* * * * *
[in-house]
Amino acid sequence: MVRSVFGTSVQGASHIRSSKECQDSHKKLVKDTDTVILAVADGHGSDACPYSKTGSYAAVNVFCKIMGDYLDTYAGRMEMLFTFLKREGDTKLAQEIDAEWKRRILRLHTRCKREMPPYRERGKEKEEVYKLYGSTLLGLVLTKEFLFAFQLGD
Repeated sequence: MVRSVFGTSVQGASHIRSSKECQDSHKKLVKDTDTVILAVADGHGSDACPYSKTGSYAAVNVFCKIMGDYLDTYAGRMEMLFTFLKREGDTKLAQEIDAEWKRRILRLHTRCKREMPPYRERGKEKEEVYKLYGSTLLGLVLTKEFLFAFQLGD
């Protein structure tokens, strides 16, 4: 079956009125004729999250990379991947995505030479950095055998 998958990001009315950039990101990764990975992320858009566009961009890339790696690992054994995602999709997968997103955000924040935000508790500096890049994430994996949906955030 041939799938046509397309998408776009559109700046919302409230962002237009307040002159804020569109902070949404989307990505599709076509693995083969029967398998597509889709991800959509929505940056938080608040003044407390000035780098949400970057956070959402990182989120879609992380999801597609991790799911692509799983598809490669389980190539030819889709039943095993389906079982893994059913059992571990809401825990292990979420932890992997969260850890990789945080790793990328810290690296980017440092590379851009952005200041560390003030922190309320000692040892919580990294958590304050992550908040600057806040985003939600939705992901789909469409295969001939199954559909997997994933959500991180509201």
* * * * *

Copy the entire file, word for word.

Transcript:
[in-house]
Amino acid sequence: MVRSVFGTSVQGASHIRSSKECQDSHKKLVKDTDTVILAVADGHGSDACPYSKTGSYAAVNVFCKIMGDYLDTYAGRMEMLFTFLKREGDTKLAQEIDAEWKRRILRLHTRCKREMPPYRERGKEKEEVYKLYGSTLLGLVLTKEFLFAFQLGD
Repeated sequence: MVRSVFGTSVQGASHIRSSKECQDSHKKLVKDTDTVILAVADGHGSDACPYSKTGSYAAVNVFCKIMGDYLDTYAGRMEMLFTFLKREGDTKLAQEIDAEWKRRILRLHTRCKREMPPYRERGKEKEEVYKLYGSTLLGLVLTKEFLFAFQLGD
């Protein structure tokens, strides 16, 4: 079956009125004729999250990379991947995505030479950095055998 998958990001009315950039990101990764990975992320858009566009961009890339790696690992054994995602999709997968997103955000924040935000508790500096890049994430994996949906955030 041939799938046509397309998408776009559109700046919302409230962002237009307040002159804020569109902070949404989307990505599709076509693995083969029967398998597509889709991800959509929505940056938080608040003044407390000035780098949400970057956070959402990182989120879609992380999801597609991790799911692509799983598809490669389980190539030819889709039943095993389906079982893994059913059992571990809401825990292990979420932890992997969260850890990789945080790793990328810290690296980017440092590379851009952005200041560390003030922190309320000692040892919580990294958590304050992550908040600057806040985003939600939705992901789909469409295969001939199954559909997997994933959500991180509201």